5E Paladin/Bard progression

Shin Okada

Explorer
The next campaign I attend as a player seems to start at L1 and then ends at L5 or so. Thus, I do know that going multiclass is not a great idea. Non the less I am planning to play a Paladin/Bard (College of Swords). Start from a L1 paladin. He is meant to be a member of Harpers and I am planning to make him a good negotiator/spy.

If you were me, how will you develop this multiclass PC? My current plan is,

L1: Paladin (gaining Heavy Armor proficiency)
L2: Paladin 1/Bard1 (for completing this PC's flavor ASAP)
L3: Paladin 1/Bard 2
L4: Paladin 1/Bard 3 (entering the College of Swords)
L5: Paladin 2/Bard 3 (smite)
L6+: Possibly continue leveling up Bard class

Do you think this PC may at least fight so-so at each level? Or shall I re-consider the order or the balance between two classes?

One of my concern is, from L2-L3, he cannnot use his sword as a bard spell focus.
 

DEFCON 1

Legend
What is the game mechanic from the Paladin you feel you need to have for this character? Is it simply just Heavy Armor Proficiency? If it's simply a story-based and fluff decision I'd say go with straight Bard and the Noble/Knight background (since the Noble/Knight gives you as much just flavor as the Paladin class does without screwing around with the Bard's progression.) But the fact you definitely want some Paladin tells me something mechanical of that class is wanted, so the build towards that mechanic would be dependent on when that mechanic becomes available.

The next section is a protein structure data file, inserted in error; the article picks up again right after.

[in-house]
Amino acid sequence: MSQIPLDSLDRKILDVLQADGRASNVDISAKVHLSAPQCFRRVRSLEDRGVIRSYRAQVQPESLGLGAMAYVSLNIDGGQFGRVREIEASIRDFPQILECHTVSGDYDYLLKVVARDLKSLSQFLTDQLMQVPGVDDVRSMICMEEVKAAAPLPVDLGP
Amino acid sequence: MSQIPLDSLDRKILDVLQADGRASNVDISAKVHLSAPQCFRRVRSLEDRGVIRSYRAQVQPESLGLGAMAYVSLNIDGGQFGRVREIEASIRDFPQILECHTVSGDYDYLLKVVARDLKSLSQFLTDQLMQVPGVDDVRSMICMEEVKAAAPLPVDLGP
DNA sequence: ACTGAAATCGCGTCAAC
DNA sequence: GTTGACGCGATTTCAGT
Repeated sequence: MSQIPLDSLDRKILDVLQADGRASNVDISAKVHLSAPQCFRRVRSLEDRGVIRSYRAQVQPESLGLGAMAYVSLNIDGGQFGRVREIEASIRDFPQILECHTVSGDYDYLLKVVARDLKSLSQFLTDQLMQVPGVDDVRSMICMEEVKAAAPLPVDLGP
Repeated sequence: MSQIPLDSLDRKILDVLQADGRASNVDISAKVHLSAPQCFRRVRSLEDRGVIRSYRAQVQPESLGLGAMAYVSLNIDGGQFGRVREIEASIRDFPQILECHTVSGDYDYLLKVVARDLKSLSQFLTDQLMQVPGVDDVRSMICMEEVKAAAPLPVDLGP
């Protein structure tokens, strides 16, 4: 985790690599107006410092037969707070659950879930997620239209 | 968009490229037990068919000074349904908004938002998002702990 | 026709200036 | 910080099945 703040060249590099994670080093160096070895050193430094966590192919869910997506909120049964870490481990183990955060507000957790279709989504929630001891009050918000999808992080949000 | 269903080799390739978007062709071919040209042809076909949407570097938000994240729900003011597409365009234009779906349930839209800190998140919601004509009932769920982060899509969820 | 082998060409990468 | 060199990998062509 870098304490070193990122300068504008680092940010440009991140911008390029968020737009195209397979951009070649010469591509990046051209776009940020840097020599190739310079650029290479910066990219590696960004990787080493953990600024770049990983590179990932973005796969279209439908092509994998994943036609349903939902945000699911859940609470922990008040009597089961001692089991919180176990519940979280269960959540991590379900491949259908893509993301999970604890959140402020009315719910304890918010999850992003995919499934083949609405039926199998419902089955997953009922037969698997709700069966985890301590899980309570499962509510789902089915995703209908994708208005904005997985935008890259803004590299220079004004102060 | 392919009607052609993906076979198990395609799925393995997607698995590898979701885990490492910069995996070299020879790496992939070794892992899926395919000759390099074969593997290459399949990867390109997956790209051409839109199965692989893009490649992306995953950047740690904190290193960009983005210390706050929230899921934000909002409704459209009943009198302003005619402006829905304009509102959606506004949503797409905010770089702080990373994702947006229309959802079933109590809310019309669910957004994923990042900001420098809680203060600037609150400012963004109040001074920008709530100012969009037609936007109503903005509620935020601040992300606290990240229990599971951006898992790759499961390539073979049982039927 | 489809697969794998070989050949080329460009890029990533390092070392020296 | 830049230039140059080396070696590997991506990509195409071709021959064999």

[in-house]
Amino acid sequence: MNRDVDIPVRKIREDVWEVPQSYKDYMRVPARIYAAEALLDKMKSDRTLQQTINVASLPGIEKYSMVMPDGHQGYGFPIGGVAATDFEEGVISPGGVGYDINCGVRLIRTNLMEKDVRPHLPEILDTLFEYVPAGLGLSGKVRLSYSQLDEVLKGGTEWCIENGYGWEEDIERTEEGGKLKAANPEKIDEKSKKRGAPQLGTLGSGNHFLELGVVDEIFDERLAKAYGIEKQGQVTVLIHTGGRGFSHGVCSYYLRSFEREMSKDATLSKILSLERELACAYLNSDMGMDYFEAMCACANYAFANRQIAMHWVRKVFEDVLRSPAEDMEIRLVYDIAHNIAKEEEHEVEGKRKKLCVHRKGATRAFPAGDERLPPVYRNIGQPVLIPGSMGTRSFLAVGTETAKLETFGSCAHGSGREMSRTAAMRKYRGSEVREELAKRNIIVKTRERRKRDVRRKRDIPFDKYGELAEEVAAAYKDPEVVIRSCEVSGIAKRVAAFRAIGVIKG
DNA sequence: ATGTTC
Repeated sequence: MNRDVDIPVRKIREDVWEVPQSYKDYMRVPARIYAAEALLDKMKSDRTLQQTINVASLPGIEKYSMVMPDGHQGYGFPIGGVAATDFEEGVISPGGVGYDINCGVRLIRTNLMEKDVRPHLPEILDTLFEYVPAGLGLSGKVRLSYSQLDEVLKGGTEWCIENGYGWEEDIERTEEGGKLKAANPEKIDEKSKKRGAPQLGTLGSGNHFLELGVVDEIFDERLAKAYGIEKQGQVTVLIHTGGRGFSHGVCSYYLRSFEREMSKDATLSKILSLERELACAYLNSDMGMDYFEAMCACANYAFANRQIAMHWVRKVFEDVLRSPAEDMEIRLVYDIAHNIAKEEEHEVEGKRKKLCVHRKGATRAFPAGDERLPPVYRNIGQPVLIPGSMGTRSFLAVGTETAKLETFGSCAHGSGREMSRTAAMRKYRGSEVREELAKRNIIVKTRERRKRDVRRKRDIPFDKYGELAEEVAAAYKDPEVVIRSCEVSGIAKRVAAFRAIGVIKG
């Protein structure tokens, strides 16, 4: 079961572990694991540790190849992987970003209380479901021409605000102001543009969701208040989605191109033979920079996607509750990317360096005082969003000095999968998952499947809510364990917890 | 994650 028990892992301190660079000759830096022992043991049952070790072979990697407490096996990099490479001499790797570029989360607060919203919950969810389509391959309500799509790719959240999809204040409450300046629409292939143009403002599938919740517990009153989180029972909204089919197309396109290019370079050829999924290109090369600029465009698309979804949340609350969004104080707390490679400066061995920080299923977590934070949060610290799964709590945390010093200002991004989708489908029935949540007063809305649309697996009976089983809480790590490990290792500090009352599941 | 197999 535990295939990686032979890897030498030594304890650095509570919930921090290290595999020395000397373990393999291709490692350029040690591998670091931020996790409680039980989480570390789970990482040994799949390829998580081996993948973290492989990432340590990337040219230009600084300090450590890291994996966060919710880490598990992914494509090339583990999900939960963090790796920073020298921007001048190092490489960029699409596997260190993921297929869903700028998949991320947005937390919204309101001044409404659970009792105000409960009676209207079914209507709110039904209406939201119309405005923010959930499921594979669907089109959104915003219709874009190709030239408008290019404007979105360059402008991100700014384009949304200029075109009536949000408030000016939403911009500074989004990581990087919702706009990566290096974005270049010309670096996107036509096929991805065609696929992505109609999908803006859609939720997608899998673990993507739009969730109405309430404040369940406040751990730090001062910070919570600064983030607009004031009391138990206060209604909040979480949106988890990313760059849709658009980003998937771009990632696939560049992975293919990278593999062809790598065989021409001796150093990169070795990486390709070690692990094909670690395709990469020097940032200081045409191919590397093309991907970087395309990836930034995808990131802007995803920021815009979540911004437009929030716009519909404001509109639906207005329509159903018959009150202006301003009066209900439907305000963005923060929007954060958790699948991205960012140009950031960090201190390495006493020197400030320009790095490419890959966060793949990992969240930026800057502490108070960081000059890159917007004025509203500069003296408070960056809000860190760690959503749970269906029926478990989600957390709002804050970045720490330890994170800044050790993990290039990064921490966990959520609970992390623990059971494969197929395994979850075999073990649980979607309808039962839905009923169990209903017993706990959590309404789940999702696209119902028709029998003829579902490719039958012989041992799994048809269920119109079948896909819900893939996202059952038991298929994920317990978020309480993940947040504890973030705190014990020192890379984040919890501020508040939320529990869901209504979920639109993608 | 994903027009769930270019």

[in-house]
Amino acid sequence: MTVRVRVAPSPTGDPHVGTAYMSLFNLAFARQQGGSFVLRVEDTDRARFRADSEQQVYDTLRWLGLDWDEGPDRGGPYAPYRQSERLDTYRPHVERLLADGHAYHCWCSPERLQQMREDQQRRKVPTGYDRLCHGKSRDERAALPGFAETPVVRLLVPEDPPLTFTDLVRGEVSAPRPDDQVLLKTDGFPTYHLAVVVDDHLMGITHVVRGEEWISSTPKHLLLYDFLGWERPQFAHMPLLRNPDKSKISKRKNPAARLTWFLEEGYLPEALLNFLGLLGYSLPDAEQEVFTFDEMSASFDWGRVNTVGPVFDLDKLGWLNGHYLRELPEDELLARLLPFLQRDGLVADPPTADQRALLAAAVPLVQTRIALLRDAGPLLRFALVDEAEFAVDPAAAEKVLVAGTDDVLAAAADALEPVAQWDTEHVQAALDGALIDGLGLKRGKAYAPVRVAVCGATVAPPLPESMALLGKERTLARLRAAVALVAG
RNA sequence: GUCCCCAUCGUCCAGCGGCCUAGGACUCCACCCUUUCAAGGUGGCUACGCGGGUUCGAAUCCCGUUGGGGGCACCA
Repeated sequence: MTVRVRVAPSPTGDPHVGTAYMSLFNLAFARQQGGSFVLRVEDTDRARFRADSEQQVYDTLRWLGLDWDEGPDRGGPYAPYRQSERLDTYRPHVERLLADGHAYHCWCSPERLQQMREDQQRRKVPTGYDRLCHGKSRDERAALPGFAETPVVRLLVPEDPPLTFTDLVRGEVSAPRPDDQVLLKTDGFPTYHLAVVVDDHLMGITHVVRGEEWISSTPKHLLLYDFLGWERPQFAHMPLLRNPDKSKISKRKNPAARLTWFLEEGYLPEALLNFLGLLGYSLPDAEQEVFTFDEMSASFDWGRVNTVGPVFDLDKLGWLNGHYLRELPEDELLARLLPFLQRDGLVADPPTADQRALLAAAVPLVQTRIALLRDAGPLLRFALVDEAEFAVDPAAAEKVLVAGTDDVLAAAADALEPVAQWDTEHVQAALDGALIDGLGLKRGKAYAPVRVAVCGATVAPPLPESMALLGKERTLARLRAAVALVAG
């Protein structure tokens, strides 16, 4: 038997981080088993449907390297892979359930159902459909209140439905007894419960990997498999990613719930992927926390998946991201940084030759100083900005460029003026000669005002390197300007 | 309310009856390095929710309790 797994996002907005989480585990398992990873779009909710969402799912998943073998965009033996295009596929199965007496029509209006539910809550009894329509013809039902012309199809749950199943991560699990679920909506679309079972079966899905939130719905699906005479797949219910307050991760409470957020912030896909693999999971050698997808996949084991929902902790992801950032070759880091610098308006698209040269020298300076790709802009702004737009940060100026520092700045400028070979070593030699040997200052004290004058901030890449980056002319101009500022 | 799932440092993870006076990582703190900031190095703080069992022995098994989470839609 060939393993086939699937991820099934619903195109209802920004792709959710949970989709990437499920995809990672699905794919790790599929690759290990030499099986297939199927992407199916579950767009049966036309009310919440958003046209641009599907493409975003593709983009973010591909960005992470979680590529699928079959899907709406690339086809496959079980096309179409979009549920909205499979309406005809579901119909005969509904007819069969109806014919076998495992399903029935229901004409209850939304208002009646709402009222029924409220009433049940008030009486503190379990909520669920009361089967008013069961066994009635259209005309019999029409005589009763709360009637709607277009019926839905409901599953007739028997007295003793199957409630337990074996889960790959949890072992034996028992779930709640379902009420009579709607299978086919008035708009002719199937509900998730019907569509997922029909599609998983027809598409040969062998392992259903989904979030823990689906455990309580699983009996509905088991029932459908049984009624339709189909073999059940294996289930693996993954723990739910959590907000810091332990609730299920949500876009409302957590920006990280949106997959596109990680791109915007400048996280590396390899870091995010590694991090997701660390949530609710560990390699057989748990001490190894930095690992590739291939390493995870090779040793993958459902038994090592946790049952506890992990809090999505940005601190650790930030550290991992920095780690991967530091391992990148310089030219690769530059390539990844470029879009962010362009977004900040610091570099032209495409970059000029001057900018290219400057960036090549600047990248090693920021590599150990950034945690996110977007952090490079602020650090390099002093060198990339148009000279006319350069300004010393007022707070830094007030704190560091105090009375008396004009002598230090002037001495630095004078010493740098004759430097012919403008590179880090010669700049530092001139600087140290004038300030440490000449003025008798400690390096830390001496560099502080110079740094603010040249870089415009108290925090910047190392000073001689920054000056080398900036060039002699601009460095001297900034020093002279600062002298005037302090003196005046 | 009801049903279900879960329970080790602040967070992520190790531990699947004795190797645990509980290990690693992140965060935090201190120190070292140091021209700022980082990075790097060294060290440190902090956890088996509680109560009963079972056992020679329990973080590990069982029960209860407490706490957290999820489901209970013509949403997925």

The other question I'd ask is whether your DM would allow feature swaps... because if that's the case, you might be able to swap in the paladin mechanic you want in exchange for one of the bard mechanics you might not want, thereby letting you stick with single-classed Bard while still getting the mechanic that helps your idea.
 

GlassJaw

Explorer
Bard all the way. Multiclassing in 5E requires a massive sacrifice in ability, and its compounded for spellcasters. That said, a single level of cleric is really nice for bards, and can help with the "divine" aspect of your character.

I do like the idea of Bard with the Noble background though.

I really like this character concept and I'd even consider making a custom subclass. Grant some paladin spells or a customized spell list, maybe a limited/reduced smite ability, etc. You could even simply go bard, Noble background, College of Swords and ask your DM if you can create a custom spell list. Voila!

5E is really good about swapping abilities between classes and it ends up being a lot cleaner than multiclassing.
 

blueznl

Villager
Sacrifice in ability... yeah, somewhat. But a 5e Fighter (Eldritch Knight) / Cleric is a nice combo. Spam Fire Bolt whilst closing in for melee. Backup the monk if he / she's down. I think that's one of the combo's that works.

And actually I don't mind some drawbacks on multiclass characters. Players should have a reason to go multiclass, and that reason shouldn't be to become a single 'do it all alone' character :)
 

Salthorae

Imperial Mountain Dew Taster
What race are you? Human? Are Feats and Variant Human allowed?

If it's just the flavor of the Bard you want... honestly I'd go straight Paladin with the Entertainer Background for instrument proficiencies and Perform.